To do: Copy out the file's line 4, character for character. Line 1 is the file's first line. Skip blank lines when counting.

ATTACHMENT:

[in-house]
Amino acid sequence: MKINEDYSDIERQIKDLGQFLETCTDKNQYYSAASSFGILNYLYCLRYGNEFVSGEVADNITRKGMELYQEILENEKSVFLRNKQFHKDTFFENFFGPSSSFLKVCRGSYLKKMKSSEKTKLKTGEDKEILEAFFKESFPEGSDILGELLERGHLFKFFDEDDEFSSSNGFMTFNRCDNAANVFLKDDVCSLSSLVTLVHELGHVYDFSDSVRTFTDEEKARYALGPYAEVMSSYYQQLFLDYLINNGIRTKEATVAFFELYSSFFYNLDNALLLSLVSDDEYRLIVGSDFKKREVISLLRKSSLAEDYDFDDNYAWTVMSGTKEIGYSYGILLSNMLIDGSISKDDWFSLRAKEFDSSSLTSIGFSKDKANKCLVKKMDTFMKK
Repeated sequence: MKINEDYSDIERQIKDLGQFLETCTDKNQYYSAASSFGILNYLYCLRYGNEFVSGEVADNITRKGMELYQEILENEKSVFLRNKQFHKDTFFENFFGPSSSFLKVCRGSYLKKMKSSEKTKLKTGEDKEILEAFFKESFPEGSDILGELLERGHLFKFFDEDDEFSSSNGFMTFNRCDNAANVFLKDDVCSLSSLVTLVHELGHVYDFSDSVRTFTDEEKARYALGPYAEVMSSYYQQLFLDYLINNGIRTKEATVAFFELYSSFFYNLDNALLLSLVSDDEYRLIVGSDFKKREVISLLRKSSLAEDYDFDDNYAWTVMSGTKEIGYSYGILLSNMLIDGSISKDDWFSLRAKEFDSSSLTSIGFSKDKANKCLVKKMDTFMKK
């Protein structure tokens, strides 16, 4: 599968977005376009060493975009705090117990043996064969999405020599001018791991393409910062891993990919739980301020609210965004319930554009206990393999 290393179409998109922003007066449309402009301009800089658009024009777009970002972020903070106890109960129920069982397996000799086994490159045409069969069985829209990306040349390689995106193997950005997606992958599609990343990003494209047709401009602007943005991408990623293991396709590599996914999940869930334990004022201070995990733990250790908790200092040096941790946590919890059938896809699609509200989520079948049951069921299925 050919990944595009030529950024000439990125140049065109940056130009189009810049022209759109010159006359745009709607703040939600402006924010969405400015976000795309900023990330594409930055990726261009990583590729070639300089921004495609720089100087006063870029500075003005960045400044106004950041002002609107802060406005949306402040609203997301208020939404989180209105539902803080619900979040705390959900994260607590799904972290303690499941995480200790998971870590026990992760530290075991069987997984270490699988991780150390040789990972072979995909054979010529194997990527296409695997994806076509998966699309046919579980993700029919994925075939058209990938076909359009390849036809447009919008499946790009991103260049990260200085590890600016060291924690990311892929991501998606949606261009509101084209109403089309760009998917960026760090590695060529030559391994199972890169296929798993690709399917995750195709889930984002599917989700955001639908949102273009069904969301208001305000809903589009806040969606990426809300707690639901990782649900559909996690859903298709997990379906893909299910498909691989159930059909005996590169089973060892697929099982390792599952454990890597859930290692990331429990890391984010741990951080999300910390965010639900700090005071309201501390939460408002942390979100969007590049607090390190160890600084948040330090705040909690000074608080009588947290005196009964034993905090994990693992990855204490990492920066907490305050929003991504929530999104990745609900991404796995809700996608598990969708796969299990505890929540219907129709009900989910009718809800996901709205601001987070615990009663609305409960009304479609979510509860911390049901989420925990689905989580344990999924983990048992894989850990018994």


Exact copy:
């Protein structure tokens, strides 16, 4: 599968977005376009060493975009705090117990043996064969999405020599001018791991393409910062891993990919739980301020609210965004319930554009206990393999 290393179409998109922003007066449309402009301009800089658009024009777009970002972020903070106890109960129920069982397996000799086994490159045409069969069985829209990306040349390689995106193997950005997606992958599609990343990003494209047709401009602007943005991408990623293991396709590599996914999940869930334990004022201070995990733990250790908790200092040096941790946590919890059938896809699609509200989520079948049951069921299925 050919990944595009030529950024000439990125140049065109940056130009189009810049022209759109010159006359745009709607703040939600402006924010969405400015976000795309900023990330594409930055990726261009990583590729070639300089921004495609720089100087006063870029500075003005960045400044106004950041002002609107802060406005949306402040609203997301208020939404989180209105539902803080619900979040705390959900994260607590799904972290303690499941995480200790998971870590026990992760530290075991069987997984270490699988991780150390040789990972072979995909054979010529194997990527296409695997994806076509998966699309046919579980993700029919994925075939058209990938076909359009390849036809447009919008499946790009991103260049990260200085590890600016060291924690990311892929991501998606949606261009509101084209109403089309760009998917960026760090590695060529030559391994199972890169296929798993690709399917995750195709889930984002599917989700955001639908949102273009069904969301208001305000809903589009806040969606990426809300707690639901990782649900559909996690859903298709997990379906893909299910498909691989159930059909005996590169089973060892697929099982390792599952454990890597859930290692990331429990890391984010741990951080999300910390965010639900700090005071309201501390939460408002942390979100969007590049607090390190160890600084948040330090705040909690000074608080009588947290005196009964034993905090994990693992990855204490990492920066907490305050929003991504929530999104990745609900991404796995809700996608598990969708796969299990505890929540219907129709009900989910009718809800996901709205601001987070615990009663609305409960009304479609979510509860911390049901989420925990689905989580344990999924983990048992894989850990018994």